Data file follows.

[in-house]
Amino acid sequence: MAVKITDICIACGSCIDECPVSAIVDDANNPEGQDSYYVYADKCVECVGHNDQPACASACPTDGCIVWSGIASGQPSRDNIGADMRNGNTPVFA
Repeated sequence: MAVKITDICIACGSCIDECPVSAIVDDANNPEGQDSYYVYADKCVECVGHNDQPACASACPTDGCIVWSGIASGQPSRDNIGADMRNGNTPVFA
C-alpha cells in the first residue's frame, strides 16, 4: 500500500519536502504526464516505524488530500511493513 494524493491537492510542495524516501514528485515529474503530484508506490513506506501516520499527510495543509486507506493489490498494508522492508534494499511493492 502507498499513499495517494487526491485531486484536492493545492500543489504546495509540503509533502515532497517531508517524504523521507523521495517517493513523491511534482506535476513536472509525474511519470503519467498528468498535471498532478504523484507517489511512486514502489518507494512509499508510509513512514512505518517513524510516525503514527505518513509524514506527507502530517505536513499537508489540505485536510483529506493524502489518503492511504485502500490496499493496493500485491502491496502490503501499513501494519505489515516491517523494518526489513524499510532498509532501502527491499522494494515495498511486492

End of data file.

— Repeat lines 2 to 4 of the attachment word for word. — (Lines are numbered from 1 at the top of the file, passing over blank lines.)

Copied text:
Amino acid sequence: MAVKITDICIACGSCIDECPVSAIVDDANNPEGQDSYYVYADKCVECVGHNDQPACASACPTDGCIVWSGIASGQPSRDNIGADMRNGNTPVFA
Repeated sequence: MAVKITDICIACGSCIDECPVSAIVDDANNPEGQDSYYVYADKCVECVGHNDQPACASACPTDGCIVWSGIASGQPSRDNIGADMRNGNTPVFA
C-alpha cells in the first residue's frame, strides 16, 4: 500500500519536502504526464516505524488530500511493513 494524493491537492510542495524516501514528485515529474503530484508506490513506506501516520499527510495543509486507506493489490498494508522492508534494499511493492 502507498499513499495517494487526491485531486484536492493545492500543489504546495509540503509533502515532497517531508517524504523521507523521495517517493513523491511534482506535476513536472509525474511519470503519467498528468498535471498532478504523484507517489511512486514502489518507494512509499508510509513512514512505518517513524510516525503514527505518513509524514506527507502530517505536513499537508489540505485536510483529506493524502489518503492511504485502500490496499493496493500485491502491496502490503501499513501494519505489515516491517523494518526489513524499510532498509532501502527491499522494494515495498511486492